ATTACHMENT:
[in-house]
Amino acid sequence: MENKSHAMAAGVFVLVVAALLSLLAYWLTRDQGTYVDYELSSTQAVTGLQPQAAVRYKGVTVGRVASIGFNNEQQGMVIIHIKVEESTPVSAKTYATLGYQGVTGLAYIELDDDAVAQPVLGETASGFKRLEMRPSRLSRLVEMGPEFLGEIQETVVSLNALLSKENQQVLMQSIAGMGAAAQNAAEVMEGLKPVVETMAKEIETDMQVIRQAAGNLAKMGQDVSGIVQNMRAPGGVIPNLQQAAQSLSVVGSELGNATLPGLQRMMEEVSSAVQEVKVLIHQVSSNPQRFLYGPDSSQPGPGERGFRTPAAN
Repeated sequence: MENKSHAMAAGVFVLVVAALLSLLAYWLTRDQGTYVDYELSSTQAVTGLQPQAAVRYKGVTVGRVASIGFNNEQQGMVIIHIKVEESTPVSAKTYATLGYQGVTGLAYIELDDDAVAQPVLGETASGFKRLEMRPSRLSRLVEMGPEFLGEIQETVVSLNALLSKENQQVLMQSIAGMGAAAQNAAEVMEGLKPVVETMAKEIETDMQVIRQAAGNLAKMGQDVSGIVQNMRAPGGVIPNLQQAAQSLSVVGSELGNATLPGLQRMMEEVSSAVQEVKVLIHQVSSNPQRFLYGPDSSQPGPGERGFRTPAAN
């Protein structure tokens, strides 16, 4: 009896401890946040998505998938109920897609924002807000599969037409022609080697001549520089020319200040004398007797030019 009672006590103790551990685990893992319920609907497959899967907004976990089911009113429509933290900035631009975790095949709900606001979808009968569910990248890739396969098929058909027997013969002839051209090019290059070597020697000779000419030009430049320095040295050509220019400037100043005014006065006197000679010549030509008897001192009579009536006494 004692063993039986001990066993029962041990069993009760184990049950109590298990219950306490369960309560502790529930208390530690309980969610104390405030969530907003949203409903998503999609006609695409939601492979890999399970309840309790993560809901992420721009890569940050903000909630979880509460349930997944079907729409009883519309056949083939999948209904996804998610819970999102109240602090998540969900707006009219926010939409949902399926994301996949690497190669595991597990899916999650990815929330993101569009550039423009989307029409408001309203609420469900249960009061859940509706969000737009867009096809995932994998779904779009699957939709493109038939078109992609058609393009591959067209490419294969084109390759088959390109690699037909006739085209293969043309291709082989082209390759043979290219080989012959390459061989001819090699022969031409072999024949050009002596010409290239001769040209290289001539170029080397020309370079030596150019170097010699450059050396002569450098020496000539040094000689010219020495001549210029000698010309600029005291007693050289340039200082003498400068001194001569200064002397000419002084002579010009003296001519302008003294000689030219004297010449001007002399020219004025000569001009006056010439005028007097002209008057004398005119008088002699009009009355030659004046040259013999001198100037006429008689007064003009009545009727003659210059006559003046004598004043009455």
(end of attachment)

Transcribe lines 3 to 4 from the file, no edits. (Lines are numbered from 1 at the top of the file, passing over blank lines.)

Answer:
Repeated sequence: MENKSHAMAAGVFVLVVAALLSLLAYWLTRDQGTYVDYELSSTQAVTGLQPQAAVRYKGVTVGRVASIGFNNEQQGMVIIHIKVEESTPVSAKTYATLGYQGVTGLAYIELDDDAVAQPVLGETASGFKRLEMRPSRLSRLVEMGPEFLGEIQETVVSLNALLSKENQQVLMQSIAGMGAAAQNAAEVMEGLKPVVETMAKEIETDMQVIRQAAGNLAKMGQDVSGIVQNMRAPGGVIPNLQQAAQSLSVVGSELGNATLPGLQRMMEEVSSAVQEVKVLIHQVSSNPQRFLYGPDSSQPGPGERGFRTPAAN
């Protein structure tokens, strides 16, 4: 009896401890946040998505998938109920897609924002807000599969037409022609080697001549520089020319200040004398007797030019 009672006590103790551990685990893992319920609907497959899967907004976990089911009113429509933290900035631009975790095949709900606001979808009968569910990248890739396969098929058909027997013969002839051209090019290059070597020697000779000419030009430049320095040295050509220019400037100043005014006065006197000679010549030509008897001192009579009536006494 004692063993039986001990066993029962041990069993009760184990049950109590298990219950306490369960309560502790529930208390530690309980969610104390405030969530907003949203409903998503999609006609695409939601492979890999399970309840309790993560809901992420721009890569940050903000909630979880509460349930997944079907729409009883519309056949083939999948209904996804998610819970999102109240602090998540969900707006009219926010939409949902399926994301996949690497190669595991597990899916999650990815929330993101569009550039423009989307029409408001309203609420469900249960009061859940509706969000737009867009096809995932994998779904779009699957939709493109038939078109992609058609393009591959067209490419294969084109390759088959390109690699037909006739085209293969043309291709082989082209390759043979290219080989012959390459061989001819090699022969031409072999024949050009002596010409290239001769040209290289001539170029080397020309370079030596150019170097010699450059050396002569450098020496000539040094000689010219020495001549210029000698010309600029005291007693050289340039200082003498400068001194001569200064002397000419002084002579010009003296001519302008003294000689030219004297010449001007002399020219004025000569001009006056010439005028007097002209008057004398005119008088002699009009009355030659004046040259013999001198100037006429008689007064003009009545009727003659210059006559003046004598004043009455």